Performance Appraisals: Are You Playing Games?

While we are editorial independent and recommend the best products through an independent review process, we may receive compensation if you click on links to partners we recommend.

Sections of this topic

    “I find myself trying to avoid those annual appraisals with my people. Much as I try to keep the meeting focused, we always seem to get side tracked and involved in personal stuff.” – Health Care Manager

    During a recent training on performance reviews, I asked managers when they experienced problems. Many said it was during the discussion phase. Either the person who received performance feedback became defensive, or the manager when asked to explain her comments, became flustered. Here are some communication errors or games that affect performance appraisals. See if you’ve played them.

    As the Manager:

    • Acting the nice guy: Wants to avoid conflict so rates everyone high to avoid hurting anyone’s feelings, regardless of performance.
    • Changing in mid-stream: Backs off from giving feedback if the person gets upset or emotional.
    • Disguising: Uses “sandwich” technique of good news – bad news – good news or slips bad news in during unrelated discussion.
    • Going one way: Gives either all negative or all positive feedback, leading the person to believe he can do nothing wrong or nothing right.
    • Going through the motions: Sends a clear message that this review is done out of duty and discussion is discouraged.

    As the Employee:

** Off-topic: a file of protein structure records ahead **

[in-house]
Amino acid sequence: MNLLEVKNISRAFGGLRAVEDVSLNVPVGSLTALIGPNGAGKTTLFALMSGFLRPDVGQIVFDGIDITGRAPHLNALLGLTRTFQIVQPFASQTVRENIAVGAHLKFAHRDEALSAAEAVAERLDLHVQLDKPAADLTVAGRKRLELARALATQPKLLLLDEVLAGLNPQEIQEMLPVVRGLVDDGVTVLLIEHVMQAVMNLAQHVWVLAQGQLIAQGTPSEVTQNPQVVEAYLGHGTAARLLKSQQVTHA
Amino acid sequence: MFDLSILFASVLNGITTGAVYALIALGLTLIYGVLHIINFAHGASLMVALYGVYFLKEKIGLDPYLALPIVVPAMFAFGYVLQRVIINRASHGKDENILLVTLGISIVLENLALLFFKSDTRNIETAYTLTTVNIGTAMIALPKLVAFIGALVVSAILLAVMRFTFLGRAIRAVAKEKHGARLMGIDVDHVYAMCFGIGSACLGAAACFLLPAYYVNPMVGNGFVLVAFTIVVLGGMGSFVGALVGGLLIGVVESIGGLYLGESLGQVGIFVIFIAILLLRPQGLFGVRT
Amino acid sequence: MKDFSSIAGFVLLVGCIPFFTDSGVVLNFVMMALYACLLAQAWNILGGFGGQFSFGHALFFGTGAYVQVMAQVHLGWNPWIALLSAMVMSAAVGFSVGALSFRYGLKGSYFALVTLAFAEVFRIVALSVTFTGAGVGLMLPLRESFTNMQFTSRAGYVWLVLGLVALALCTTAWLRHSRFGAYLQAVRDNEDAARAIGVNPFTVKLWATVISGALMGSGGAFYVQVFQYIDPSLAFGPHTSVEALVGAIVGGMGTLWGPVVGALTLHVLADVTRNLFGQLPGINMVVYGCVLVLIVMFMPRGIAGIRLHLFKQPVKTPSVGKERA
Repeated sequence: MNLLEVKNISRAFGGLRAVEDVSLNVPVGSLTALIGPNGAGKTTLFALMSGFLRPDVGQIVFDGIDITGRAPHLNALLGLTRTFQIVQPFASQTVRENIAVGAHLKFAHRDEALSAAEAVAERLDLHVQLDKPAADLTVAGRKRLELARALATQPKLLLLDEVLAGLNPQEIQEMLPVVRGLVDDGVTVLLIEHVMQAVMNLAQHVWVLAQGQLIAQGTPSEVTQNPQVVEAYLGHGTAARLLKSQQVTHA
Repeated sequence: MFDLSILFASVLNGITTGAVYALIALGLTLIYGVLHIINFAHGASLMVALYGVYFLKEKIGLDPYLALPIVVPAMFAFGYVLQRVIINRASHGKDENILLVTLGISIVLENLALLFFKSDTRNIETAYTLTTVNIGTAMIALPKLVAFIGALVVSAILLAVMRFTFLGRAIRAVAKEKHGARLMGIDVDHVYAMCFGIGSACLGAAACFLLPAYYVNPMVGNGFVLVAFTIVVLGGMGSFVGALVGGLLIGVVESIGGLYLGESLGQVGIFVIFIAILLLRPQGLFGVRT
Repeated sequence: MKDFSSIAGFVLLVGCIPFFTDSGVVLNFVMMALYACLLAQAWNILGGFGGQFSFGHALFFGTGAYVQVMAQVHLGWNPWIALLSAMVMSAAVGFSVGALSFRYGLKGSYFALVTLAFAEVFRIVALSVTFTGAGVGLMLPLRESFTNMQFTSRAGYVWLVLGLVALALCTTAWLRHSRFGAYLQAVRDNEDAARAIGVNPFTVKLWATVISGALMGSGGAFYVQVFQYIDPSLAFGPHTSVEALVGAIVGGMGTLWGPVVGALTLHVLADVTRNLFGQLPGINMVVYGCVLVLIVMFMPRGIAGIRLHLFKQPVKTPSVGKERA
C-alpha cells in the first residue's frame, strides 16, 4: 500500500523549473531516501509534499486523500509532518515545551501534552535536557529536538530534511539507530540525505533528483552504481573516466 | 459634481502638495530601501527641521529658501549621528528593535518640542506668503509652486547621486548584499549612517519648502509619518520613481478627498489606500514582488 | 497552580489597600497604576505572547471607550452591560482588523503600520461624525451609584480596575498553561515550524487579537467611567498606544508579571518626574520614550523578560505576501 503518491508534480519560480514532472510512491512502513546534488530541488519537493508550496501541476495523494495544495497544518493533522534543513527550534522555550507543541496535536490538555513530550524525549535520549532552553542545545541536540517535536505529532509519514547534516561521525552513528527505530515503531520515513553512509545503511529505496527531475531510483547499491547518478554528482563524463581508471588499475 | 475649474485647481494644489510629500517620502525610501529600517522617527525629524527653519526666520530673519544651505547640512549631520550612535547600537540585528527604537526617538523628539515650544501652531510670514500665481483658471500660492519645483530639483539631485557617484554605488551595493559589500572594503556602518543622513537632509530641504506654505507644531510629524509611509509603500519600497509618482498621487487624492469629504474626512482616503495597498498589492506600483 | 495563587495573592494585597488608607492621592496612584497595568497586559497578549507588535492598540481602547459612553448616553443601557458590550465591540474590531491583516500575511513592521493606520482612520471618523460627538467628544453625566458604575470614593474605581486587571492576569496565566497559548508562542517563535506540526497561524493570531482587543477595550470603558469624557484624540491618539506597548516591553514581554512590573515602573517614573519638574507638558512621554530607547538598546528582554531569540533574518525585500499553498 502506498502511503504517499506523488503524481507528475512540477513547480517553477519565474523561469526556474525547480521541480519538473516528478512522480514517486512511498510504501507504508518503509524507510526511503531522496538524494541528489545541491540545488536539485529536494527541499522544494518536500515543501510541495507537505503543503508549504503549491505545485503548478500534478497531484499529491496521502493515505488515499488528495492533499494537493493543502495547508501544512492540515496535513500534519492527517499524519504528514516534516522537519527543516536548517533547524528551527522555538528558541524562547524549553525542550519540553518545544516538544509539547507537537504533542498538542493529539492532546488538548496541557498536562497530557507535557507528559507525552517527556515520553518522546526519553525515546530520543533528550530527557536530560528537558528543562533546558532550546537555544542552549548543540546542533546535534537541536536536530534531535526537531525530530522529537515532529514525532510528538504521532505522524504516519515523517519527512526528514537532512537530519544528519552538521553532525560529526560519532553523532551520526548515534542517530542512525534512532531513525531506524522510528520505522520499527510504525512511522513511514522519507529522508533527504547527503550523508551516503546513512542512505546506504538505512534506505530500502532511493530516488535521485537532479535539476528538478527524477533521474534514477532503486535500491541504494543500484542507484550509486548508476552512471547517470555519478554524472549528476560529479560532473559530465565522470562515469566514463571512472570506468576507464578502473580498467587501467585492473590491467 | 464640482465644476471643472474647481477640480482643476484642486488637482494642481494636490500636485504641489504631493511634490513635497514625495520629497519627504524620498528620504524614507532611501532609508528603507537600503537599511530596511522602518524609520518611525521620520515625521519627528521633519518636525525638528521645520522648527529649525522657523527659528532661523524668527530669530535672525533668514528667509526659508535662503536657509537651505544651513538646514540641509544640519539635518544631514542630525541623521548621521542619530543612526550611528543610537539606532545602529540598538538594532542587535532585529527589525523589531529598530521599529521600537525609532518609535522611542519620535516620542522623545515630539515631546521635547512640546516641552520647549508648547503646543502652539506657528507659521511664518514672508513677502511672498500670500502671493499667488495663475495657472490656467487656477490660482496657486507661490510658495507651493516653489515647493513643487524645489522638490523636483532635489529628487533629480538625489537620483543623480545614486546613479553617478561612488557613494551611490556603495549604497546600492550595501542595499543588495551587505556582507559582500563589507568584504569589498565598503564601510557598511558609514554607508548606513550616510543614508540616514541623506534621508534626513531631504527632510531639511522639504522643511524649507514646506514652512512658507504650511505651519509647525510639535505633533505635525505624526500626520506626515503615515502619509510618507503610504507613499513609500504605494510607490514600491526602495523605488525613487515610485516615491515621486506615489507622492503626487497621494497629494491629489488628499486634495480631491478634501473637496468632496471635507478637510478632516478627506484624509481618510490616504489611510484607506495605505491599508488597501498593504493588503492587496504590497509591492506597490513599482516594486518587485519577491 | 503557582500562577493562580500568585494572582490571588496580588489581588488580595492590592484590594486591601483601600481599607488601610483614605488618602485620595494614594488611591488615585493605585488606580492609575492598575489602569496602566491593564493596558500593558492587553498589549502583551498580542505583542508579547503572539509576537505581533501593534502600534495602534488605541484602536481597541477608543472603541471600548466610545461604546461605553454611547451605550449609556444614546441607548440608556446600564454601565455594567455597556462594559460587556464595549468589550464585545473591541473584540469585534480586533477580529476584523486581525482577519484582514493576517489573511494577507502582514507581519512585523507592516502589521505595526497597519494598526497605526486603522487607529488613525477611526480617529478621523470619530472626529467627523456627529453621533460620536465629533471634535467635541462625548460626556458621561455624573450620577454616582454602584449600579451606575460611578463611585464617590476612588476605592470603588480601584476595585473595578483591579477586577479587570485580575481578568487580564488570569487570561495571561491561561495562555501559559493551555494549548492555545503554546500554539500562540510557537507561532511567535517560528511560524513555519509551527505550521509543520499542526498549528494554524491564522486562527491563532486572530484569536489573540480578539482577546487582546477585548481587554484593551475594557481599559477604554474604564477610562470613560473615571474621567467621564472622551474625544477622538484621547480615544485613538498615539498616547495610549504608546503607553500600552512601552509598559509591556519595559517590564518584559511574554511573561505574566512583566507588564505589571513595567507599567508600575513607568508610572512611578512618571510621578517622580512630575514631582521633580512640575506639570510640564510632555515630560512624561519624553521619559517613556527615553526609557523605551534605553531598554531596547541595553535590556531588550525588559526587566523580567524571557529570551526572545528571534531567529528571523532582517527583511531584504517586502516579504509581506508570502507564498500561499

• Stonewalling: Flatly rejects feedback as wrong or unusable or biased.
    • Excuse making: Always blames someone or something else. Favorite phrase is, “Yes, but…”
    • Clamming up: Will not respond to questions or discuss performance problems.
    • Counterattacking: Collects or creates and presents “evidence” to prove manager is wrong.
    • Bargaining: Focuses on the ratings rather than the feedback, negotiating to improve the score.

    Here are three tips to improve your communication whether an employee or manager.

    1. Don’t assume anything. Don’t let an employee or your manager think that you know what is going to be said. You may be wrong and therefore get off to a bad start.
    2. Don’t interrupt. Let the person have her full say. The person who is stopped may feel that her opinions are not important.
    3. Don’t react too quickly. We all tend to jump to conclusions. The person may use a word that makes us see red, or may express a situation badly. Try to understand, not necessarily agree, with the other’s viewpoint.

    Management Success Tip:

    Think back to a recent discussion you’ve had giving feedback to an employee or receiving feedback from your manager. Were any of the above games played? If so, what could you have done differently? Also see Performance Appraisals: A Quick Guide for Managers.

    Do you want to develop your Management Smarts?